News Column

Why did the book cross the bridge? To realize an artist's vision for a project that would span St. Paul's High Bridge. Art on the Avenue

August 5, 2014

By Books/arts/event Mary Ann Grossmann, Pioneer Press, St. Paul, Minn.



Aug. 05--West Side history will be made Saturday when Sarah Stengle and volunteers unfurl a mile-long book across St. Paul's High Bridge during the second Art on the Avenue festival.

"I'm kind of in love with the High Bridge," says Stengle, who lives a few houses from the West Side end of the bridge. "My dogs like walking across and back."

Stengle is a visual artist working in artists' books and sculptural objects using found images and materials. Her work has been in dozens of East Coast exhibitions and is in collections that include the Brooklyn Museum, the Fogg Museum at Harvard University and the Morgan Library in New York.

Like all book artists, Stengle plays with form, so some people might not think "book" when they see the chain of 2Å- by 2Å-inch folded paper squares. When the squares are folded up tightly it looks like a small book; when they are stretched out it looks like garland.

"The book is made up of pages from old books, accounting paper, drawings by kids, regular blank paper," Stengle says. "All of it is high-quality paper recycled or donated to the project."

Stengle considers this a process-oriented book.

"So often, artist books are fragile and you don't get to touch them," she says. "This is the opposite. If it rips, you just glue in a new page. I've gotten very OCD about making things perfect and this is stepping out of that mentality for me. It's an organic sort of thing that is going to grow. When it's done I don't know what will happen to it."

Stengle also wanted the book project to be community-oriented, so it has been worked on by several hundred children and adults.

"It's very different from section to section," she explains. "Adults are neat and tidy and kindergarteners glued at wonky angles. It's kind of nice it's not all the same."

When Stengle took the book project to schools she invited the kids to do whatever they wanted. "It surprised me how the work divided along gender lines," she says. "Girls like to draw on and fold pages. The boys want to see how fast they can glue. They can make a chain 6 feet long in an hour."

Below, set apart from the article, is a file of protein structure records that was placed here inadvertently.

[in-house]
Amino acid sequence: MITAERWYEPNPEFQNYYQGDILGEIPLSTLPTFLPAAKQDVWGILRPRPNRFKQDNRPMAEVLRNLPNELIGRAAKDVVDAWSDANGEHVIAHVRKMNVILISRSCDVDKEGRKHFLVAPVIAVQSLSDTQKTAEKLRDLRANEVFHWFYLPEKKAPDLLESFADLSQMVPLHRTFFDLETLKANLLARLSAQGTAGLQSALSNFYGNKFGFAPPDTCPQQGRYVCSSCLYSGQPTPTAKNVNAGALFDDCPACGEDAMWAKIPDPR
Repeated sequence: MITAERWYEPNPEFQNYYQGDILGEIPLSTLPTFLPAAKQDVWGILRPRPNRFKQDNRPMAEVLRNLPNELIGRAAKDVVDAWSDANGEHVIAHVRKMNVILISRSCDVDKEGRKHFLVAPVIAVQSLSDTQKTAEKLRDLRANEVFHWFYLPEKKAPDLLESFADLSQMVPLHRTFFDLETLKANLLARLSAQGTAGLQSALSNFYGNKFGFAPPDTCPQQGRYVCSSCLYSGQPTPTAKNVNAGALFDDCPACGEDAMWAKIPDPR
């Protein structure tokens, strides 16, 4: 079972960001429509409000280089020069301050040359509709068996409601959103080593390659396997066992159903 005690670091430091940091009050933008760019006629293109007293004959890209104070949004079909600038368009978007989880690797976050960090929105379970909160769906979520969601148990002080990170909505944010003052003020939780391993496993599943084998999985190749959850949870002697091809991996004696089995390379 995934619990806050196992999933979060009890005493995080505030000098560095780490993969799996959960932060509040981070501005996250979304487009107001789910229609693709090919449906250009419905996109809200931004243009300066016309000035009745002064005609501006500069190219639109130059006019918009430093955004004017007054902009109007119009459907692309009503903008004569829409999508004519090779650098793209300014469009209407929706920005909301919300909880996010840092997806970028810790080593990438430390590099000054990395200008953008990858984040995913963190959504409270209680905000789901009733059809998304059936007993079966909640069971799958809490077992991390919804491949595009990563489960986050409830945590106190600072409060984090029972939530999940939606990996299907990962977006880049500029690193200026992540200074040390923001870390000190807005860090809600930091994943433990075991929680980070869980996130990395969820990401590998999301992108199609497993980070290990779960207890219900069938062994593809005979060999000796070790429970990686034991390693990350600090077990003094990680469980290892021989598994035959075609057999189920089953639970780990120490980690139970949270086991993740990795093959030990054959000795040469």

When Stengle works on the project she can fold 100th of a mile in five hours. She estimates it will take 500 hours to fold the whole book, made up of 32,000 pages.

Stengle expects the book to reach at least halfway across the High Bridge this year and all the way to the other end by 2015.

Anyone who wants to help unfurl the book Saturday should show up at noon at Capitol View park, the wedge of green space at Smith and Cherokee avenues across from the lookout and little flower garden.

"We'll hand the end of the book to one person who'll walk to the next one," Stengle says. "We'll need quite a number of volunteers to extend across the bridge."

After the "carry," the mile-long book will be at Stengel's studio, 586 Smith Ave., where guests will add to it by writing, drawing, folding or gluing.

Stengle, who lived in New York for 20 years, moved to St. Paul from Princeton, N.J., drawn by the Twin Cities' arts scene and resources such as Minnesota Center for Books Arts in Minneapolis. Also, she likes winter. The Midwest is familiar to her because, although she grew up in Pennsylvania, she spent summers with her mother's family in Red Wing.

Stengle's art is in a current exhibition at the Center for Book Arts in New York and she will be represented in an exhibition related to architecture and engineering at Central Booking Art Space in New York in September.

"I don't like to do the same thing twice," she says. "I'm looking at my desk right now where there's metal jars, plastic angels, toy train pieces, aluminum wheels, 19th-century electronics." All these found objects are candidates for inclusion in her art.

After creating serious exhibition pieces, Stengel says working on the mile-long book is "like a knitting project. It's extremely meditative to sit and fold and glue."

Mary Ann Grossmann can be reached at 651-228-5574

Art on the Avenue will feature work by more than 20 local artists, two stages of music, children's activities and other events.

There will be art exhibits at BankCherokee, High Bridge Tattoo, Rascher Plumbing and Amore Coffee. Cherokee Park United Church (around the corner from Smith Avenue at 371 Baker St.) will host photography shows. Live music at Smith and Baker begins at 6 p.m. with bands including Independent Progress, Ranger Ranger, Crash Cuddle, Mary Allen & the Percolators. A 7:30 p.m. bicycle scavenger hunt will be hosted by Capital Deals bike shop.

The event is organized by West Side Community Organization and sponsored by Nomadic Press with funding from the arts and cultural heritage fund through grants from the Metropolitan Regional Arts Council and the Minnesota State Arts Board. For a list of activities go to stubbornlylocal.com/ArtontheAvenue.

What: Art on the Avenue community art and music festival

When: Noon-10 p.m. Saturday

Where: Smith Avenue from the West Side end of the High Bridge in St. Paul to Dodd Road in West St. Paul

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(c)2014 the Pioneer Press (St. Paul, Minn.)

Visit the Pioneer Press (St. Paul, Minn.) at www.twincities.com

Distributed by MCT Information Services


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Source: Saint Paul Pioneer Press (MN)


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